The best books for mucking your way through the brine, slime, and darkness—literally and figuratively

Who am I?

As a fisherman, my travels have taken me to some truly outlandish places and put me in contact with nature’s most dangerous, grotesque denizens. Coming face-to-face with teeth, venomous barbs, and viscous slime has given me a special appreciation for the bizarre, which translated perfectly to horror literature. Horror takes us by the hand and forces it upon the surface of this world’s darkest and weirdest places—the natural world, the human soul, the other side, the beyond—and I am your humble guide to those places. From those places, however? No guarantees. 


I wrote...

Hell's Gulf

By Nick Carlson,

Book cover of Hell's Gulf

What is my book about?

Rowan Vane, a young writer struggling with self-definition (really though, what young person isn’t?), finds himself in the dead center of a salty, sunbleached North Florida beach town for spring break. Emboldened by the lure of inspiration and personal growth, he sets out on a spirit journey, mind ablaze with possibility. But the further he ventures into its depths, the more he comes to realize the extent of the town’s darkness, from its diabolical menagerie of monsters to its corrupt, bloodsoaked history. Can he navigate the wilds of Hell’s Gulf and emerge a better, stronger man? Or will the horrifying truth behind it all end up killing him? 

The books I picked & why

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It

By Stephen King,

Book cover of It

Why this book?

Despite its biblical length, King’s iconic novel keeps the pages engaging, hilarious, and terrifying—often all at once. While his horror game plays out strong as ever in It, what really makes this story great is its unabashed perspective on childhood, nostalgia, and growing up, all centered in a gilded small-town atmosphere. It is the quintessential coming-of-age tome, tapping deep into the shadowy subconscious of our memories and pasts, while throwing in good old-fashioned blood, guts, and cosmic horror. For some reason I chose this book to give an oral presentation about in seventh grade (while my classmates mostly did The Hunger Games), and I swear I haven’t been the same since. And I wouldn’t have it any other way.


Life of Pi

By Yann Martel,

Book cover of Life of Pi

Why this book?

Probably one of the most unique novels I’ve ever had the pleasure of reading, Life of Pi deftly fuses a plethora of elements that otherwise might seem incongruous: zoo culture, religious exploration, survivalism, and adventure, among others. Its attentiveness to biology, its colorful assault on the senses, and its imaginative elements of fantasy make this book a visceral experience as well as a contemplative one. Of all my assigned reading in high school, this one pulled me in with its enigmatic spell and will live forever in my mind and heart.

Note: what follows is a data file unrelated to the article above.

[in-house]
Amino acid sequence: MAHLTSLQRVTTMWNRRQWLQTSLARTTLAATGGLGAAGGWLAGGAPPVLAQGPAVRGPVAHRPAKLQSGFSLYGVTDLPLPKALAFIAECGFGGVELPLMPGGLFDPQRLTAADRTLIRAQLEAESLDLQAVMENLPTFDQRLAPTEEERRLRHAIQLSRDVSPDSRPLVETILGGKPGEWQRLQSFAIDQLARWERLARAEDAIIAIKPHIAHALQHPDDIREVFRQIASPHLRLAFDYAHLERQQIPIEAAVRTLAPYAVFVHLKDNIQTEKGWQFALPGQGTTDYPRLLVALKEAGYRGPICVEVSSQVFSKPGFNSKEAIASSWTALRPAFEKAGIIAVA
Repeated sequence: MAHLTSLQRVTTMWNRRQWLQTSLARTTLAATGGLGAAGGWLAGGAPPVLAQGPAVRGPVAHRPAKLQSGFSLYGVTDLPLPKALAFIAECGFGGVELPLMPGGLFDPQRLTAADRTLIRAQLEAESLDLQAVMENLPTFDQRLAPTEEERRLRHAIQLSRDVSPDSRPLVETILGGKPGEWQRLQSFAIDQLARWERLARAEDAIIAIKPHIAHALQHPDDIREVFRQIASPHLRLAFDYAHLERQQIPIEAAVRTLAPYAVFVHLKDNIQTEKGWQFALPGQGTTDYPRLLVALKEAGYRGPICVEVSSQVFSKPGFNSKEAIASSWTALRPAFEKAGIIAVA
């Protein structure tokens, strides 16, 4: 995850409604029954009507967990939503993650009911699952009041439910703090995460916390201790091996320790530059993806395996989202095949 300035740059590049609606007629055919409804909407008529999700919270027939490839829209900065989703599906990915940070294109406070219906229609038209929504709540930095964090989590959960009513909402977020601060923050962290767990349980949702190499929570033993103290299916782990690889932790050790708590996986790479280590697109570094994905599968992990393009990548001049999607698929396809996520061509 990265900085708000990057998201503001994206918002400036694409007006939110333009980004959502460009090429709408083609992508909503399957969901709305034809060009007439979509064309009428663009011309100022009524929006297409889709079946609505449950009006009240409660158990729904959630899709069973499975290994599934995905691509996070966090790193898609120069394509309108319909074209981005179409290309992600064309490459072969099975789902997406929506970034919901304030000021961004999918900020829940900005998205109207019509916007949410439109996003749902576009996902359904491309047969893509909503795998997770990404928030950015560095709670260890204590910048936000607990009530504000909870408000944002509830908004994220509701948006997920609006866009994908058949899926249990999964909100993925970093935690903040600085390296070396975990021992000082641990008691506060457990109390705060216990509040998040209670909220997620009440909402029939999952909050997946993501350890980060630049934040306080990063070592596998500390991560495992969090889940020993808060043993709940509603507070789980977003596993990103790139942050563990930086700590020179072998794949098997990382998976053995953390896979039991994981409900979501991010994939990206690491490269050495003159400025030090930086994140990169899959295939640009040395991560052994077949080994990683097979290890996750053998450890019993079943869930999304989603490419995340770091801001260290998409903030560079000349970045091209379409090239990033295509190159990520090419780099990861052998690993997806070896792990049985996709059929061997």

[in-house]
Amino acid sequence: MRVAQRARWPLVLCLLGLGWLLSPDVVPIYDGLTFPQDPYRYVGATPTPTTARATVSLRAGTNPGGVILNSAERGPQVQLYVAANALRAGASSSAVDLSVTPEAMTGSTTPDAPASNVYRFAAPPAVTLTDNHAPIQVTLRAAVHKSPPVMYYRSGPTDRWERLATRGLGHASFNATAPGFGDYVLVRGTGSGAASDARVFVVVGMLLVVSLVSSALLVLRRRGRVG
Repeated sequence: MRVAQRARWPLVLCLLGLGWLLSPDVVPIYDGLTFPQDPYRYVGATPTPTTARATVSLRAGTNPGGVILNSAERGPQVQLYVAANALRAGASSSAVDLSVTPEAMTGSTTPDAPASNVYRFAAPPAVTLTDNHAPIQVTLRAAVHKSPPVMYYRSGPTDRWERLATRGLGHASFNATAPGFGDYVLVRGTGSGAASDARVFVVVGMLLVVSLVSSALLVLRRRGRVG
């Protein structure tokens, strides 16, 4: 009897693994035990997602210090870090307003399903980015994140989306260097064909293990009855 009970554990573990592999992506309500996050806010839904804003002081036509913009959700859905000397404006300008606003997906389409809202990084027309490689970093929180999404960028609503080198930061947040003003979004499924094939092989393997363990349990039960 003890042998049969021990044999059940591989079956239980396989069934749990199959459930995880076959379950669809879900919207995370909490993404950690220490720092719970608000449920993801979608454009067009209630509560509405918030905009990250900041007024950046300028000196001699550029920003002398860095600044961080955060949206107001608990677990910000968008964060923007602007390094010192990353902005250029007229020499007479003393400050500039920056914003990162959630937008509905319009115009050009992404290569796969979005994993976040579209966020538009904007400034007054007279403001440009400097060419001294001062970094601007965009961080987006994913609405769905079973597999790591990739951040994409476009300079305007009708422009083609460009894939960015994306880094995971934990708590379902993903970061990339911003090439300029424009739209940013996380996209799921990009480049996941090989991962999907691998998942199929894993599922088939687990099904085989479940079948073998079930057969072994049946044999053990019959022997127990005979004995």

River Monsters: True Stories of the Ones That Didn't Get Away

By Jeremy Wade,

Book cover of River Monsters: True Stories of the Ones That Didn't Get Away

Why this book?

The stories in this book may be nonfiction, but as author and television host Jeremy Wade establishes, reality is often stranger than myth. You don’t have to be an angler to become enraptured by Wade’s detailed, thrilling accounts of tracking down the world’s most dangerous freshwater fish, complete with suspense, peril, and a deadpan sense of humor. Included are Wade's thoughts on the dynamics of different cultures around the world, the importance of spirituality, and philosophical links between fishing and real life. I may be a passionate fisherman myself (and, admittedly, often fantasize about being in Jeremy Wade’s shoes), but this is a must-read for anyone who appreciates the art of storytelling and the thrill of adventure.


World War Z: An Oral History of the Zombie War

By Max Brooks,

Book cover of World War Z: An Oral History of the Zombie War

Why this book?

True terror in literature is difficult to pull off in my opinion, but no novel sends chills down my spine like World War Z. Told in a series of interviews a la Studs Terkel, it recounts the darkest period of human history, when the planet was almost overrun by the living dead, and the men and women across the world who suffered through it from its beginning to end. Since the story is entirely relayed through dialogue, the characters’ voices come alive in your mind, bombarding you with accounts of body horror, psychological trauma, and existential dread. The unknown, the implied, and the lingering “what-if” hanging over my head like a knife are what scares me most; the knot in my stomach with each reread is testament to that.


Angels & Demons

By Dan Brown,

Book cover of Angels & Demons

Why this book?

It may not be the most highbrow of novels, but this slick, propulsive thriller is a brilliant exercise in pace, twists, and creativity. Dan Brown’s greatest strength is his ability to craft deliciously convoluted stories and weave the reader through them effortlessly, aided by his colorful characters, sense of humor, and wonderfully wicked scenarios. Of his thriller stock, Angels & Demons is by far his most refined, and it’s a definite recommendation for anyone looking for intensity, charm, and most of all, fun in their next read.


5 book lists we think you will like!

Interested in survival, evil, and war?

5,810 authors have recommended their favorite books and what they love about them. Browse their picks for the best books about survival, evil, and war.

Survival Explore 112 books about survival
Evil Explore 9 books about evil
War Explore 204 books about war

And, 3 books we think you will enjoy!

We think you will like The Alchemist, Unbroken, and The War of the Worlds if you like this list.